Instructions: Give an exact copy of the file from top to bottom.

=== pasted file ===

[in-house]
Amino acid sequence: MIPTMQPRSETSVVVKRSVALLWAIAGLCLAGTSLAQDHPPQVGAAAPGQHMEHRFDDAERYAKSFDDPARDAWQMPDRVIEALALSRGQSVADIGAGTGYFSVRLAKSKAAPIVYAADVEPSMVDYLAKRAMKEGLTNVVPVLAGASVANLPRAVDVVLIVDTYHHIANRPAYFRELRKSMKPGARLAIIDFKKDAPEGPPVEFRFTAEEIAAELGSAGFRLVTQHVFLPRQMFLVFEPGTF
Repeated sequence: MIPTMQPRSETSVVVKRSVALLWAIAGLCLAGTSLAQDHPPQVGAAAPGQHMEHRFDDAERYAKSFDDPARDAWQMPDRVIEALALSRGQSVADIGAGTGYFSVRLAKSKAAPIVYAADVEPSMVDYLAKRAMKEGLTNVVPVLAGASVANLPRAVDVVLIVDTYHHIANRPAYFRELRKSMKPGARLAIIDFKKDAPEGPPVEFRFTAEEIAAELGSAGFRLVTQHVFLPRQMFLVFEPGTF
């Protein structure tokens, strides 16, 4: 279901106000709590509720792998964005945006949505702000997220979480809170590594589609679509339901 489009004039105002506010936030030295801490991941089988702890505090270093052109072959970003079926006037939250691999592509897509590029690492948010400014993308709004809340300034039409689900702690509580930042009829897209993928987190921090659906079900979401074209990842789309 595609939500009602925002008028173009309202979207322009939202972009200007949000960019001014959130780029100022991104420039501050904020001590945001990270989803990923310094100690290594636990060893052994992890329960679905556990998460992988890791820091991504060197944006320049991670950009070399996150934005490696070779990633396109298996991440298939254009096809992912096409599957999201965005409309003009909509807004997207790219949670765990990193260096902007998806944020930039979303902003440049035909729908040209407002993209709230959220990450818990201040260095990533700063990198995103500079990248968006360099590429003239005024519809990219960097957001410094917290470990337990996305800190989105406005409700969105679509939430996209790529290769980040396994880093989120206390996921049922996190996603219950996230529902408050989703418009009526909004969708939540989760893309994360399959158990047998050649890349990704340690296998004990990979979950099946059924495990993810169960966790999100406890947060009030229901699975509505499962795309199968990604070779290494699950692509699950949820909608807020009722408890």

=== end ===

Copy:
[in-house]
Amino acid sequence: MIPTMQPRSETSVVVKRSVALLWAIAGLCLAGTSLAQDHPPQVGAAAPGQHMEHRFDDAERYAKSFDDPARDAWQMPDRVIEALALSRGQSVADIGAGTGYFSVRLAKSKAAPIVYAADVEPSMVDYLAKRAMKEGLTNVVPVLAGASVANLPRAVDVVLIVDTYHHIANRPAYFRELRKSMKPGARLAIIDFKKDAPEGPPVEFRFTAEEIAAELGSAGFRLVTQHVFLPRQMFLVFEPGTF
Repeated sequence: MIPTMQPRSETSVVVKRSVALLWAIAGLCLAGTSLAQDHPPQVGAAAPGQHMEHRFDDAERYAKSFDDPARDAWQMPDRVIEALALSRGQSVADIGAGTGYFSVRLAKSKAAPIVYAADVEPSMVDYLAKRAMKEGLTNVVPVLAGASVANLPRAVDVVLIVDTYHHIANRPAYFRELRKSMKPGARLAIIDFKKDAPEGPPVEFRFTAEEIAAELGSAGFRLVTQHVFLPRQMFLVFEPGTF
């Protein structure tokens, strides 16, 4: 279901106000709590509720792998964005945006949505702000997220979480809170590594589609679509339901 489009004039105002506010936030030295801490991941089988702890505090270093052109072959970003079926006037939250691999592509897509590029690492948010400014993308709004809340300034039409689900702690509580930042009829897209993928987190921090659906079900979401074209990842789309 595609939500009602925002008028173009309202979207322009939202972009200007949000960019001014959130780029100022991104420039501050904020001590945001990270989803990923310094100690290594636990060893052994992890329960679905556990998460992988890791820091991504060197944006320049991670950009070399996150934005490696070779990633396109298996991440298939254009096809992912096409599957999201965005409309003009909509807004997207790219949670765990990193260096902007998806944020930039979303902003440049035909729908040209407002993209709230959220990450818990201040260095990533700063990198995103500079990248968006360099590429003239005024519809990219960097957001410094917290470990337990996305800190989105406005409700969105679509939430996209790529290769980040396994880093989120206390996921049922996190996603219950996230529902408050989703418009009526909004969708939540989760893309994360399959158990047998050649890349990704340690296998004990990979979950099946059924495990993810169960966790999100406890947060009030229901699975509505499962795309199968990604070779290494699950692509699950949820909608807020009722408890």